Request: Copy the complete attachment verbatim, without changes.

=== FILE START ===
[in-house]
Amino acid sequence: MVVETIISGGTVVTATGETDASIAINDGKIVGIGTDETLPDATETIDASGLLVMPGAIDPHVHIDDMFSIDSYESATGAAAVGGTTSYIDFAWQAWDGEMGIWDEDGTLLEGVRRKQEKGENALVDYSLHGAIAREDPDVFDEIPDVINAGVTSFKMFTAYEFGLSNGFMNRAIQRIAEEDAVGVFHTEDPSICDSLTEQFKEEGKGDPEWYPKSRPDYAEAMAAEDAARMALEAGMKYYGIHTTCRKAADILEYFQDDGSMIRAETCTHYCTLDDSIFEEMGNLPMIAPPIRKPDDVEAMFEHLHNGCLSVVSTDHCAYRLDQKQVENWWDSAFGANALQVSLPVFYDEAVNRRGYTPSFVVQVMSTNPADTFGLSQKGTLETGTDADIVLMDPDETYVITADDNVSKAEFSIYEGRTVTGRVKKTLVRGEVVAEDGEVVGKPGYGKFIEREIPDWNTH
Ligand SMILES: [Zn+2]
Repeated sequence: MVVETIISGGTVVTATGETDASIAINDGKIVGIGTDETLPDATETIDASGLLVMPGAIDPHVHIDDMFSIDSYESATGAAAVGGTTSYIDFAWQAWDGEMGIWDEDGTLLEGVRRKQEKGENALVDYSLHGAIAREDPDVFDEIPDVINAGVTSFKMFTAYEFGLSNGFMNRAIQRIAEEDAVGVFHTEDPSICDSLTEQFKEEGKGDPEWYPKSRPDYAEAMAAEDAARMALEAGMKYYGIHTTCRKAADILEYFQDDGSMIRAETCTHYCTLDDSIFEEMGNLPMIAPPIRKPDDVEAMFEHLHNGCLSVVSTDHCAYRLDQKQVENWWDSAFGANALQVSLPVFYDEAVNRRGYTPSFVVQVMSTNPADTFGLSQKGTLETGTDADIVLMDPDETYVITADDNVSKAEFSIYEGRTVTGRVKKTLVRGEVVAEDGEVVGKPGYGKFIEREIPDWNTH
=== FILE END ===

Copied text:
[in-house]
Amino acid sequence: MVVETIISGGTVVTATGETDASIAINDGKIVGIGTDETLPDATETIDASGLLVMPGAIDPHVHIDDMFSIDSYESATGAAAVGGTTSYIDFAWQAWDGEMGIWDEDGTLLEGVRRKQEKGENALVDYSLHGAIAREDPDVFDEIPDVINAGVTSFKMFTAYEFGLSNGFMNRAIQRIAEEDAVGVFHTEDPSICDSLTEQFKEEGKGDPEWYPKSRPDYAEAMAAEDAARMALEAGMKYYGIHTTCRKAADILEYFQDDGSMIRAETCTHYCTLDDSIFEEMGNLPMIAPPIRKPDDVEAMFEHLHNGCLSVVSTDHCAYRLDQKQVENWWDSAFGANALQVSLPVFYDEAVNRRGYTPSFVVQVMSTNPADTFGLSQKGTLETGTDADIVLMDPDETYVITADDNVSKAEFSIYEGRTVTGRVKKTLVRGEVVAEDGEVVGKPGYGKFIEREIPDWNTH
Ligand SMILES: [Zn+2]
Repeated sequence: MVVETIISGGTVVTATGETDASIAINDGKIVGIGTDETLPDATETIDASGLLVMPGAIDPHVHIDDMFSIDSYESATGAAAVGGTTSYIDFAWQAWDGEMGIWDEDGTLLEGVRRKQEKGENALVDYSLHGAIAREDPDVFDEIPDVINAGVTSFKMFTAYEFGLSNGFMNRAIQRIAEEDAVGVFHTEDPSICDSLTEQFKEEGKGDPEWYPKSRPDYAEAMAAEDAARMALEAGMKYYGIHTTCRKAADILEYFQDDGSMIRAETCTHYCTLDDSIFEEMGNLPMIAPPIRKPDDVEAMFEHLHNGCLSVVSTDHCAYRLDQKQVENWWDSAFGANALQVSLPVFYDEAVNRRGYTPSFVVQVMSTNPADTFGLSQKGTLETGTDADIVLMDPDETYVITADDNVSKAEFSIYEGRTVTGRVKKTLVRGEVVAEDGEVVGKPGYGKFIEREIPDWNTH